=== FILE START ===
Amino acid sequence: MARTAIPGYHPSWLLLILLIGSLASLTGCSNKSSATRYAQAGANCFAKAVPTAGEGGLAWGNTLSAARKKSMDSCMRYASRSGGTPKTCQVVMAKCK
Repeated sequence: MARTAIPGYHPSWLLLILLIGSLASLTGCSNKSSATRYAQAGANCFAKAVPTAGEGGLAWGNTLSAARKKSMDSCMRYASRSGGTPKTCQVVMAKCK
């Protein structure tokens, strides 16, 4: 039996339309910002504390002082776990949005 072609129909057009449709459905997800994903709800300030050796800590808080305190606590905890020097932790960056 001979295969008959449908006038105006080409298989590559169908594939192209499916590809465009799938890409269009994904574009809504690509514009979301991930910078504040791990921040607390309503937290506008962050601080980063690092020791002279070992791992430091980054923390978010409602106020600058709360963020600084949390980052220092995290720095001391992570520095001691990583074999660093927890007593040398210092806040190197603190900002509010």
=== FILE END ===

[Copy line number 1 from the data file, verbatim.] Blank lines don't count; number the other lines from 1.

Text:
Amino acid sequence: MARTAIPGYHPSWLLLILLIGSLASLTGCSNKSSATRYAQAGANCFAKAVPTAGEGGLAWGNTLSAARKKSMDSCMRYASRSGGTPKTCQVVMAKCK